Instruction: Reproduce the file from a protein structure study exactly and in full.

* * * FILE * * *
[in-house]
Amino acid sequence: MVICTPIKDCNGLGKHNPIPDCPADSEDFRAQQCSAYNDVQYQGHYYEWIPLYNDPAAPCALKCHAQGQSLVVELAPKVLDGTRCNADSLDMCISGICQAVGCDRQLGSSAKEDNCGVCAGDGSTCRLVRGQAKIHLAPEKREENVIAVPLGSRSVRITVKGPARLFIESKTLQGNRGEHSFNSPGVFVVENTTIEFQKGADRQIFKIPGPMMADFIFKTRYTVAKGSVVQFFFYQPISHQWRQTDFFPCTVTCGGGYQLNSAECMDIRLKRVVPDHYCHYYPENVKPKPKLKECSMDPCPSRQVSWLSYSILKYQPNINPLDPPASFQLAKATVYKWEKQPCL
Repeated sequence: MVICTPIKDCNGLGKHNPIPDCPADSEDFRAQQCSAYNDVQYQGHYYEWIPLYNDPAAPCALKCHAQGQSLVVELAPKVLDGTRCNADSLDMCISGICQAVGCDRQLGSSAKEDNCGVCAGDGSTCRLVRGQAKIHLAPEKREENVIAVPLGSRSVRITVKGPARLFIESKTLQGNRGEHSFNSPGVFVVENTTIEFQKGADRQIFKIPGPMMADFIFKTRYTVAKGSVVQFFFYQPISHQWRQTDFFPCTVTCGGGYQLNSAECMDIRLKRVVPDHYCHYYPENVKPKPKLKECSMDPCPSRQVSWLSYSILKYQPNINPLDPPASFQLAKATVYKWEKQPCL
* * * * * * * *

[in-house]
Amino acid sequence: MVICTPIKDCNGLGKHNPIPDCPADSEDFRAQQCSAYNDVQYQGHYYEWIPLYNDPAAPCALKCHAQGQSLVVELAPKVLDGTRCNADSLDMCISGICQAVGCDRQLGSSAKEDNCGVCAGDGSTCRLVRGQAKIHLAPEKREENVIAVPLGSRSVRITVKGPARLFIESKTLQGNRGEHSFNSPGVFVVENTTIEFQKGADRQIFKIPGPMMADFIFKTRYTVAKGSVVQFFFYQPISHQWRQTDFFPCTVTCGGGYQLNSAECMDIRLKRVVPDHYCHYYPENVKPKPKLKECSMDPCPSRQVSWLSYSILKYQPNINPLDPPASFQLAKATVYKWEKQPCL
Repeated sequence: MVICTPIKDCNGLGKHNPIPDCPADSEDFRAQQCSAYNDVQYQGHYYEWIPLYNDPAAPCALKCHAQGQSLVVELAPKVLDGTRCNADSLDMCISGICQAVGCDRQLGSSAKEDNCGVCAGDGSTCRLVRGQAKIHLAPEKREENVIAVPLGSRSVRITVKGPARLFIESKTLQGNRGEHSFNSPGVFVVENTTIEFQKGADRQIFKIPGPMMADFIFKTRYTVAKGSVVQFFFYQPISHQWRQTDFFPCTVTCGGGYQLNSAECMDIRLKRVVPDHYCHYYPENVKPKPKLKECSMDPCPSRQVSWLSYSILKYQPNINPLDPPASFQLAKATVYKWEKQPCL